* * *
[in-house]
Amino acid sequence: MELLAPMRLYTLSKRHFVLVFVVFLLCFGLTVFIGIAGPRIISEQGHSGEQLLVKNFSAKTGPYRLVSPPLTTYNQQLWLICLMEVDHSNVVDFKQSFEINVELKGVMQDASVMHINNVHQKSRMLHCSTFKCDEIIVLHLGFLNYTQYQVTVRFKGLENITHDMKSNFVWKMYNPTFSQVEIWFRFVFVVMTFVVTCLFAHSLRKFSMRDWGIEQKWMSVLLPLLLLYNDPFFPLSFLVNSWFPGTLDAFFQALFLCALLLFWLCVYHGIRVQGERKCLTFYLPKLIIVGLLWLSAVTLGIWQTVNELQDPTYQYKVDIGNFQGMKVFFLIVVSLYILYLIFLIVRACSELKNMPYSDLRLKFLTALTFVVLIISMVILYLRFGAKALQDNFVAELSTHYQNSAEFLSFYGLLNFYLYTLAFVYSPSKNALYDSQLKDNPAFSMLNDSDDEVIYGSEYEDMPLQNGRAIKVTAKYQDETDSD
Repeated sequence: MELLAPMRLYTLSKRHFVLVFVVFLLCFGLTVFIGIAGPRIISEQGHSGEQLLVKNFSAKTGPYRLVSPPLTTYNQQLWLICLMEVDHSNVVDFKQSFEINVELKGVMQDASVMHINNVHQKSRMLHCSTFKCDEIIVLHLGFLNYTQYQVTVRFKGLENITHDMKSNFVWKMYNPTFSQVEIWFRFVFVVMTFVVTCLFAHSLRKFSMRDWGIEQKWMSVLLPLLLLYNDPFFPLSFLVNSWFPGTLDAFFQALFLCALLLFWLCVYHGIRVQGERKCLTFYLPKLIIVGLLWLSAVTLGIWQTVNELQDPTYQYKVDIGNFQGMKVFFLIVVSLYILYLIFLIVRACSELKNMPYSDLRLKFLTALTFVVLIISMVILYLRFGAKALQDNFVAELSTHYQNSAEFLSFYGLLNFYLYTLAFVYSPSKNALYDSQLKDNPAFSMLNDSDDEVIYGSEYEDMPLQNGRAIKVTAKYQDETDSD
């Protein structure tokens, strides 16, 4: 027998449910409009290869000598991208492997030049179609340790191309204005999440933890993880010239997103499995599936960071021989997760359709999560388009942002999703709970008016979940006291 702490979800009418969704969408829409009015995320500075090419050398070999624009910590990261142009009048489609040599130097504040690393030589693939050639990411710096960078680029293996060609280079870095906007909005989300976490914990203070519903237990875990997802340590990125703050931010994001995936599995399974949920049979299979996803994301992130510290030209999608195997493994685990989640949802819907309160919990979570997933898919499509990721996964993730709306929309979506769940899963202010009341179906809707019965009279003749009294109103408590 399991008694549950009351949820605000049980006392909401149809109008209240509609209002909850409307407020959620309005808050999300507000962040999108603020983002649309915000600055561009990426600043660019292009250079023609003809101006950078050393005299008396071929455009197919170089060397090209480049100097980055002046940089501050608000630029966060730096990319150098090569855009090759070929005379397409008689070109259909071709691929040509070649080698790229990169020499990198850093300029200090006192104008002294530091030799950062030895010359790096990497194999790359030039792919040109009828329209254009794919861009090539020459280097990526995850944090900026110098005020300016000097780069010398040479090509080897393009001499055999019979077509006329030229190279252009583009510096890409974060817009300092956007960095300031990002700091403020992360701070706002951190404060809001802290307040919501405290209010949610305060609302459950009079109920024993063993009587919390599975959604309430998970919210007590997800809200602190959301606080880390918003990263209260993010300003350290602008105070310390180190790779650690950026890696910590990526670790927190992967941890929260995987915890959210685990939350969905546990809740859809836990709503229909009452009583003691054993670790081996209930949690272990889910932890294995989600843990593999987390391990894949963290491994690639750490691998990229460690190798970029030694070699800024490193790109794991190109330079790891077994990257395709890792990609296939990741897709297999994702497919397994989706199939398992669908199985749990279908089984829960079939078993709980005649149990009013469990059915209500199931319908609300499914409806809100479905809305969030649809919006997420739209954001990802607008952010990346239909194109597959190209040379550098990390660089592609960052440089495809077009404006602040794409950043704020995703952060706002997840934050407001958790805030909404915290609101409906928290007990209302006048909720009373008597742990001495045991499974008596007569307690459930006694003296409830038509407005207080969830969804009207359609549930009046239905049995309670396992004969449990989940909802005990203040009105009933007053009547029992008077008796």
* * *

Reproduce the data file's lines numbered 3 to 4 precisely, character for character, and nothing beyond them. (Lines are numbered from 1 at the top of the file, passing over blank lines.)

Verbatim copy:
Repeated sequence: MELLAPMRLYTLSKRHFVLVFVVFLLCFGLTVFIGIAGPRIISEQGHSGEQLLVKNFSAKTGPYRLVSPPLTTYNQQLWLICLMEVDHSNVVDFKQSFEINVELKGVMQDASVMHINNVHQKSRMLHCSTFKCDEIIVLHLGFLNYTQYQVTVRFKGLENITHDMKSNFVWKMYNPTFSQVEIWFRFVFVVMTFVVTCLFAHSLRKFSMRDWGIEQKWMSVLLPLLLLYNDPFFPLSFLVNSWFPGTLDAFFQALFLCALLLFWLCVYHGIRVQGERKCLTFYLPKLIIVGLLWLSAVTLGIWQTVNELQDPTYQYKVDIGNFQGMKVFFLIVVSLYILYLIFLIVRACSELKNMPYSDLRLKFLTALTFVVLIISMVILYLRFGAKALQDNFVAELSTHYQNSAEFLSFYGLLNFYLYTLAFVYSPSKNALYDSQLKDNPAFSMLNDSDDEVIYGSEYEDMPLQNGRAIKVTAKYQDETDSD
């Protein structure tokens, strides 16, 4: 027998449910409009290869000598991208492997030049179609340790191309204005999440933890993880010239997103499995599936960071021989997760359709999560388009942002999703709970008016979940006291 702490979800009418969704969408829409009015995320500075090419050398070999624009910590990261142009009048489609040599130097504040690393030589693939050639990411710096960078680029293996060609280079870095906007909005989300976490914990203070519903237990875990997802340590990125703050931010994001995936599995399974949920049979299979996803994301992130510290030209999608195997493994685990989640949802819907309160919990979570997933898919499509990721996964993730709306929309979506769940899963202010009341179906809707019965009279003749009294109103408590 399991008694549950009351949820605000049980006392909401149809109008209240509609209002909850409307407020959620309005808050999300507000962040999108603020983002649309915000600055561009990426600043660019292009250079023609003809101006950078050393005299008396071929455009197919170089060397090209480049100097980055002046940089501050608000630029966060730096990319150098090569855009090759070929005379397409008689070109259909071709691929040509070649080698790229990169020499990198850093300029200090006192104008002294530091030799950062030895010359790096990497194999790359030039792919040109009828329209254009794919861009090539020459280097990526995850944090900026110098005020300016000097780069010398040479090509080897393009001499055999019979077509006329030229190279252009583009510096890409974060817009300092956007960095300031990002700091403020992360701070706002951190404060809001802290307040919501405290209010949610305060609302459950009079109920024993063993009587919390599975959604309430998970919210007590997800809200602190959301606080880390918003990263209260993010300003350290602008105070310390180190790779650690950026890696910590990526670790927190992967941890929260995987915890959210685990939350969905546990809740859809836990709503229909009452009583003691054993670790081996209930949690272990889910932890294995989600843990593999987390391990894949963290491994690639750490691998990229460690190798970029030694070699800024490193790109794991190109330079790891077994990257395709890792990609296939990741897709297999994702497919397994989706199939398992669908199985749990279908089984829960079939078993709980005649149990009013469990059915209500199931319908609300499914409806809100479905809305969030649809919006997420739209954001990802607008952010990346239909194109597959190209040379550098990390660089592609960052440089495809077009404006602040794409950043704020995703952060706002997840934050407001958790805030909404915290609101409906928290007990209302006048909720009373008597742990001495045991499974008596007569307690459930006694003296409830038509407005207080969830969804009207359609549930009046239905049995309670396992004969449990989940909802005990203040009105009933007053009547029992008077008796």